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The Key To Solving The American Organ Allocation

2876 words - 12 pages

Justin, a South Carolina college student, died at the age of 23 while on the waiting list for a lung transplant. When Justin was three months old he was diagnosed with cystic fibrosis, a disease which affects the lungs. Throughout his childhood he coped with his illness but at the age of 20 his health took a turn for the worst. Justin was on the waiting list for two years but no lungs came available in time. Organ allocation in the United States of America has become a heavily debated subject in the medical field as well as the political and ethical fields. There is no doubt that there is a shortage of organs in the United States. In order to increase organ supply the American Department of Health should integrate the effective allocation policies of some European countries such as Spain and Austria. These policies include: who receives organs, an opt-out program, and de-regionalized donations.
Today in the United States approximately 100,000 people are on the notional waiting list for organ transplants. The federal government of the United States has appointed a non-profit organization called the United Network of Organ Sharing (UNOS) based out of Virginia to allocate organs as in the United States. As it stands the policy states that matching organs with recipients is based on the length of time a person has waited on a list and how sick a person is. The country is divided into eleven different regions. One an organ becomes available in a certain region it is offered to the first person on the list for that particular organ in the region. In the unlikely event it is not able to be received by somebody in its region the organ is offered nationwide. For an organ to become eligible for transplant it either has to be donated from a living donor, for organs such as kidneys, or has to be taken from a recently deceased person. For organs to be taken from a deceased person that person would have had to sign up as a donor. If not the family and relatives of the deceased needs to give consent.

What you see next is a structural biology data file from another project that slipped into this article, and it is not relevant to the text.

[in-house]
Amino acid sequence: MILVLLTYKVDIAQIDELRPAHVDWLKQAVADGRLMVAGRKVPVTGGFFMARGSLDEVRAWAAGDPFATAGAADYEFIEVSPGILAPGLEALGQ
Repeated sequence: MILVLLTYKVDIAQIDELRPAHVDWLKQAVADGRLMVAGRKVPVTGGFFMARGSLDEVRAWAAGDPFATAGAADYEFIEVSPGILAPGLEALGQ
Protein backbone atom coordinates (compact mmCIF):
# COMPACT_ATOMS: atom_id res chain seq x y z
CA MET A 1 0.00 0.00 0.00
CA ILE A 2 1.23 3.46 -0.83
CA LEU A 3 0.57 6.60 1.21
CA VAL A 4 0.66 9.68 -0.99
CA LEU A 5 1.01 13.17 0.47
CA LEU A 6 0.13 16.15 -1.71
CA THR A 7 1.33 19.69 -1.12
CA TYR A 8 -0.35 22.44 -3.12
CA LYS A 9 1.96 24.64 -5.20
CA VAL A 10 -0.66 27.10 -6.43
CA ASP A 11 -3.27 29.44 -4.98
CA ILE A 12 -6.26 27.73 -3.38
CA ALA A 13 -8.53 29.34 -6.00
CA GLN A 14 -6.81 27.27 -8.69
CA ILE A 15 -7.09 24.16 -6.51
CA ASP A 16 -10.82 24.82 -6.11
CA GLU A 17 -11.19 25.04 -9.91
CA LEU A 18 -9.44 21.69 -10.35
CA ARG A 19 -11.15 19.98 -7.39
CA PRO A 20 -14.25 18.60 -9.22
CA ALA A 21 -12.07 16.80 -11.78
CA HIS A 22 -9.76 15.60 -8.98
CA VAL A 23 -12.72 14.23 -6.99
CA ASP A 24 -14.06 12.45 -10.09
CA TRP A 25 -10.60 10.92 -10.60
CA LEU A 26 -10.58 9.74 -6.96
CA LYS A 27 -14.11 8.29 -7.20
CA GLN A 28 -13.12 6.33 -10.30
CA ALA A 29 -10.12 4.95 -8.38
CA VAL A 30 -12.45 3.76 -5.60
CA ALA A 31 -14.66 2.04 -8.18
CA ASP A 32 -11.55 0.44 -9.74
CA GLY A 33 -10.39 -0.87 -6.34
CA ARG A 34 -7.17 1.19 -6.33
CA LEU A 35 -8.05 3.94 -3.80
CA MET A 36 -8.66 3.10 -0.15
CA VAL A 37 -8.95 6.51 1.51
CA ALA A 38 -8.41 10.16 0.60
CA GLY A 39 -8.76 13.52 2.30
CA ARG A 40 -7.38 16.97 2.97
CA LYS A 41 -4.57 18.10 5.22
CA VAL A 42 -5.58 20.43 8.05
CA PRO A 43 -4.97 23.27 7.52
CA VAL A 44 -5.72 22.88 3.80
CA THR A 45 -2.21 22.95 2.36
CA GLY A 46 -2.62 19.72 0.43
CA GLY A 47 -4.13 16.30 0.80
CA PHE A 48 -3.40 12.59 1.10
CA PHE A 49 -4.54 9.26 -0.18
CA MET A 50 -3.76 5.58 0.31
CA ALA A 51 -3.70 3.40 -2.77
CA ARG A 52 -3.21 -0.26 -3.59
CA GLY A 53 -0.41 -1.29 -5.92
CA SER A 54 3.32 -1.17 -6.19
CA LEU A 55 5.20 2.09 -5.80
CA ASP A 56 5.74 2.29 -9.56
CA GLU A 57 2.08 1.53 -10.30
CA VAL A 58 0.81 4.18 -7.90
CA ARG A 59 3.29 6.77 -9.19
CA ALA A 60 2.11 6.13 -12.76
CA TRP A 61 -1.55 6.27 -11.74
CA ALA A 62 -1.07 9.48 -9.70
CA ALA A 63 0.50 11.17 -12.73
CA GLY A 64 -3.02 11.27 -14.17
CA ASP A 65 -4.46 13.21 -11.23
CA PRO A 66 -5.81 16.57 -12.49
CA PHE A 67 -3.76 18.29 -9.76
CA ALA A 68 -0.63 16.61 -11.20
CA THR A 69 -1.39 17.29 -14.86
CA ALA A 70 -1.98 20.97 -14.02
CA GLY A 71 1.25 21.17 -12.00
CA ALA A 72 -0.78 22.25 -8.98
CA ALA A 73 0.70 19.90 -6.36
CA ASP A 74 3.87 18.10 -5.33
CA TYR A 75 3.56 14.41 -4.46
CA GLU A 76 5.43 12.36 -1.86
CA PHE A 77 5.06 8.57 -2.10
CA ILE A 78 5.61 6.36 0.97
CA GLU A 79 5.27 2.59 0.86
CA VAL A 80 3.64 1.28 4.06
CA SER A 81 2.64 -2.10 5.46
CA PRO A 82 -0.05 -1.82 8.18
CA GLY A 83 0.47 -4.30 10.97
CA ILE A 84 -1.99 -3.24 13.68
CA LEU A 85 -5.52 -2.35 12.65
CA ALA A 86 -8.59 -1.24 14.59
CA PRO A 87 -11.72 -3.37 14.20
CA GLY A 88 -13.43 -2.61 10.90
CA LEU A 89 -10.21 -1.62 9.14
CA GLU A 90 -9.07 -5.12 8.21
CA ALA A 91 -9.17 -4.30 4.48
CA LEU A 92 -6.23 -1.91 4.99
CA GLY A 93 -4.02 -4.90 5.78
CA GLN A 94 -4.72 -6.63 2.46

Every day in the United States twelve people die while waiting for an organ transplant list. Even if someone receives an organ transplant there is no guarantee that it will function properly or if the recipient will survive. If an organ is given to the person at the top of the list who has been on the list the longest that person is most likely to be the sickest, weakest and generally older than others on the list. When they receive the organ there is no guarantee that they will survive which would be a waste of a good organ.
Hearts are an example of an organ that needs to be given to the right patient in order for the transplantation to be a success. Generally if a person receives a heart transplant before the age of 55 have a higher potential rate of living ten years after the operation then those 55 and older. A surgical resident at The Johns Hopkins Hospital and the leader of the study published in The Annals of Thoracic Surgery stated “There are 2,000 to...

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